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Compliance experts warn claims firm EIS promotion breaches FCA rules

Claims firm Rebus is looking to raise £2m in anticipation of increased demand for its services following new HM Revenue & Customs powers to claim disputed tax.

But compliance experts have questioned whether a promotion for its enterprise investment scheme breaches FCA rules.

In an “investor alert” email last week, Rebus says HMRC’s more aggressive stance in tax disputes has led to “significant growth” in its business.

When the 2014 Finance Bill is given Royal Assent later this month, HMRC will begin issuing demands to pay tax within 90 days to tens of thousands of individuals. It can issue a notice to anyone who has used a tax avoidance scheme into which it has an open inquiry.

Rebus says it expects demand for its services to “increase exponentially” as a result, and is looking for a £2m investment through its EIS.

It says: “Rebus is offering projected returns of up to eight times investment within four years. The minimum investment of £25,000 would project a return of £200,000.”

The email then lists six points under the heading “the benefits of investing now”, but fails to include any risk warnings.

The FCA says financial promotions must be clear, fair and not misleading, and must not emphasise benefits of an investment without indicating the relevant risks.

Where information refers to tax treatment, the promotion must state that this depends on the circumstances of the client and may be subject to change in future.

Independent compliance consultant Adam Samuel says: “This does not look like it has been compliance checked and is hopelessly unbalanced.

“There is no disclosure of the risks involved and no tax warning.”

A spokesman for Rebus says its investor alert is a free email service for those interested in Rebus’ activity and subscribers are not vetted.

He says: “No person is able to receive investment materials without requesting information from Rebus and following regulatory checks.” 

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Comments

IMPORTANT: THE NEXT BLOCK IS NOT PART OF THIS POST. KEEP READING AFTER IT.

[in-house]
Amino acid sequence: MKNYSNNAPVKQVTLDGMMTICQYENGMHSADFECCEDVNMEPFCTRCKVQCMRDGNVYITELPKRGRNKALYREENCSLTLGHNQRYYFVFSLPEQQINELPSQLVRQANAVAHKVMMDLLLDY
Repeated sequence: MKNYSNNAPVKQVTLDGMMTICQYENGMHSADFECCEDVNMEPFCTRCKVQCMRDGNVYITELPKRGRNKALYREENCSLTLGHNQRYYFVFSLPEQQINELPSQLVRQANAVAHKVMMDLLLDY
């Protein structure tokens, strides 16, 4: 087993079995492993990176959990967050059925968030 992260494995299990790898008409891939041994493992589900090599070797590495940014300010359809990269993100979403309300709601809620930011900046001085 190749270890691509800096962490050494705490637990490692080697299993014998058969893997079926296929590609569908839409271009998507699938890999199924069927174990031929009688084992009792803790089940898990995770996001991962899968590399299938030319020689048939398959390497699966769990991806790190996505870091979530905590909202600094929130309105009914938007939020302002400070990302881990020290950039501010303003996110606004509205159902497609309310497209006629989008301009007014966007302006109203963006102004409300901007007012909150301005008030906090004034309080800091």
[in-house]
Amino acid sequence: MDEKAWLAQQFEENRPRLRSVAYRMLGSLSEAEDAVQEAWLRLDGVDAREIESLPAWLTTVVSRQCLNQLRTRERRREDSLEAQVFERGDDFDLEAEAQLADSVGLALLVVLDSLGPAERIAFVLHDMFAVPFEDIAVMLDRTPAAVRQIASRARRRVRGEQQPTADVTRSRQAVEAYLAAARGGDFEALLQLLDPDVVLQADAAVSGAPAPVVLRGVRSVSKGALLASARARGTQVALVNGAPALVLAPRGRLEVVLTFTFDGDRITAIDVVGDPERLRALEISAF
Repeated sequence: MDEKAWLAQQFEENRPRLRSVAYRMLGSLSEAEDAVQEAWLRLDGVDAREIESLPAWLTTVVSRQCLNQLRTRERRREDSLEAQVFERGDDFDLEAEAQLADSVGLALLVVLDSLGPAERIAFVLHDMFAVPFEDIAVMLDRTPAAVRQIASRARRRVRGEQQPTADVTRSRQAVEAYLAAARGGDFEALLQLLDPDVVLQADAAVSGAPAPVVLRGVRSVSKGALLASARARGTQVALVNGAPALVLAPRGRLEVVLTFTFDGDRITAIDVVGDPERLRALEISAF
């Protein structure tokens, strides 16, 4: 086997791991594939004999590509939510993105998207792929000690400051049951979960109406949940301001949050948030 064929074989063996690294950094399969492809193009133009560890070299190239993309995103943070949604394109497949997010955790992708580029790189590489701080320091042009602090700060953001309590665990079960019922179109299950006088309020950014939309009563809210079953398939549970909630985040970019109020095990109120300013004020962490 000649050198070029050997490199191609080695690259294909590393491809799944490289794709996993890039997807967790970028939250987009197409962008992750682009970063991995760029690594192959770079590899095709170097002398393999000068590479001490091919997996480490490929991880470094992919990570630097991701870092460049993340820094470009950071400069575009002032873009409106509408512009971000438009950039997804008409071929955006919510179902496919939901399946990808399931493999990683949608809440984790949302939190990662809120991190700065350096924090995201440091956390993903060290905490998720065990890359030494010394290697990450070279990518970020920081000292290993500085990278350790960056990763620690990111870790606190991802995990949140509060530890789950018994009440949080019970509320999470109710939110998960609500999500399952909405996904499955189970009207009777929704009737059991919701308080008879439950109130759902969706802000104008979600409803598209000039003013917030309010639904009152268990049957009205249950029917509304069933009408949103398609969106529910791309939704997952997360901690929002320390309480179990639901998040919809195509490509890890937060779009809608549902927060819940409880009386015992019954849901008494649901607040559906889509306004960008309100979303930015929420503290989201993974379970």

There are 4 comments at the moment, we would love to hear your opinion too.

  1. ConcernedObserver 10th July 2014 at 11:54 am

    I actually received a copy of this communication and thought it was fairly informative and to the point. If I’m to believe the recent press on tax avoidance schemes 8x seems fairly low key so I’m surprised this ‘story’ is being qualified as news-worthy. I think the real question is should we even be investing or recommending EIS now with HMRC’s retrospective action? What’s next, ISA’s, Pensions?

  2. I actually received a copy of this communication and thought it was fairly informative and to the point. If I’m to believe the recent press on tax avoidance schemes 8x seems fairly low key so I’m surprised this ‘story’ is being qualified as news-worthy. I think the real question is should we even be investing or recommending EIS now with HMRC’s retrospective action? What’s next, ISA’s, Pensions?

  3. I’m raising £2m for an EIS which will file claims against Rebus on behalf of investors who invested in their EIS and then lost money, on the grounds they weren’t warned that EISs aren’t the same as deposit accounts. I expect demand to be exponential, arithmetical and generally supercalifragilisticexpaliadocious, and that everyone will get ten times their money back and that nothing can possibly go wrong, probably.

    Roll up! Roll up!

  4. There are strict rules for investment promotions. Rebus should, surely, both know that and be aware of the vulnerability involved with not satisfying regulatory rules.

    When an EIS is involved, it is even more important than say a deposit account, too.

    There are also rules where offers of shares are involved by the ‘host’ rather than a simple ‘investment’ promoted by others.

    Of course, there could be many who perceive it is an unethical investment anyway – also, why do they need the money – and if the concept is such a milch cow, why are they selling equity in it when they can keep all the spoils just for themselves if it’s that good…!

    Physician, heal thyself – or quietly disappear into oblivion.

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